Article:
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Urology Boot Camp: A Pilot Medical Student Curriculum for Common Bedside Urologic Procedures

      Abstract

      Objectives

      To develop a novel “bootcamp” simulation-based curriculum to introduce common urologic procedures and to improve readiness for performing them at bedside.

      Methods

      Three hundred twenty-five third-year medical students at our single institution participated in a hands-on simulation “boot camp” over a 2-year accrual period. This curriculum was designed to teach basic urologic bedside procedures (ie, Foley catheter placement, Bladder irrigation) to third year medical students prior to the start of their surgical clerkships in a live instructional setting with direct feedback from instructors. The objective aspects of the study consisted of a survey administered to study participants following participation in the simulation boot camp, as well as pre- and post-module assessments.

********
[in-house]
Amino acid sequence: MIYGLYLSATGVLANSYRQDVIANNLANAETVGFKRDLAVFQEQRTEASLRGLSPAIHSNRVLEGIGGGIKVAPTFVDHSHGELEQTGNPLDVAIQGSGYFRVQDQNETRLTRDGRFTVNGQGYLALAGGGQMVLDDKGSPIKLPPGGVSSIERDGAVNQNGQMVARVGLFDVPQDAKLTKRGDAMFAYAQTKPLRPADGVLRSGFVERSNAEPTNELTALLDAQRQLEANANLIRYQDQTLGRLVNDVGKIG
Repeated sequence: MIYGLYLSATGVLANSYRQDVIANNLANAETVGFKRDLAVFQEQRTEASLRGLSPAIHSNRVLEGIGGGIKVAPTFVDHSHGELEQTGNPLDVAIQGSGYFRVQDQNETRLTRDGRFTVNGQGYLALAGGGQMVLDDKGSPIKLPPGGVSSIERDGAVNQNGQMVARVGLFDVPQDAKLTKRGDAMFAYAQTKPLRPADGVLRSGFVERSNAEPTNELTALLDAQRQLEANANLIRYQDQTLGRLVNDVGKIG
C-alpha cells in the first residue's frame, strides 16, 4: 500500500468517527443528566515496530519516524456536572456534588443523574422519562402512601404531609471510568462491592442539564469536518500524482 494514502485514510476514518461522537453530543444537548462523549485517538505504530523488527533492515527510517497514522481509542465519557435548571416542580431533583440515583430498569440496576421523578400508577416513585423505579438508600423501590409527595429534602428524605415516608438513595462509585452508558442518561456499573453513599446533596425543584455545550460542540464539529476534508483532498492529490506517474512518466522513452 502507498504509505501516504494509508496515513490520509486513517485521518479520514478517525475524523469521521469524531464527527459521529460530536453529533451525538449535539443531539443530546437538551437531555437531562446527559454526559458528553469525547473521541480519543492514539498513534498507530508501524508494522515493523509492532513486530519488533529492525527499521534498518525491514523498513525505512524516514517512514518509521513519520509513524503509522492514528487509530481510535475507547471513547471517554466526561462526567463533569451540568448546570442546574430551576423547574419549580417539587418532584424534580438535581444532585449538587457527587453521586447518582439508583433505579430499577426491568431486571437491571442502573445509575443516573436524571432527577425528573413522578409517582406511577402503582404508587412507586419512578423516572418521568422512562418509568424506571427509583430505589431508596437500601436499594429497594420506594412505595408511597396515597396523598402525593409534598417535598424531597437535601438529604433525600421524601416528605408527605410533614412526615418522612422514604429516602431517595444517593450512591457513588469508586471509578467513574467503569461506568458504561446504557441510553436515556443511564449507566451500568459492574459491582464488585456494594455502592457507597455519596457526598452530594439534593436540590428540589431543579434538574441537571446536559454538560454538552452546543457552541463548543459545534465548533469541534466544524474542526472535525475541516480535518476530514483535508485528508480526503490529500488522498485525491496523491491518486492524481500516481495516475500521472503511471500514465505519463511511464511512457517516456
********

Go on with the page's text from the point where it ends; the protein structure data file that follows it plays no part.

Results

      Medical students self-reported knowledge gains following the simulation session (P < .001), with 45.8% increase in procedural confidence. Additionally, students reported that the educational intervention was beneficial to their understanding of the subject matter (P < .001), were “very likely” to recommend the session to another medical student (P < .001), and felt that educational intervention better prepared them for an upcoming national exam (P < .001). Finally, the greatest gains were seen for those students who self-reported lower precurriculum knowledge (P < .001).

      Conclusions

      Findings from our M3 "boot camp" led to self-reported gains in subject matter knowledge following the hands-on simulation curriculum, indicating that this type of educational intervention can be beneficial in preparing medical students for common bedside procedures.
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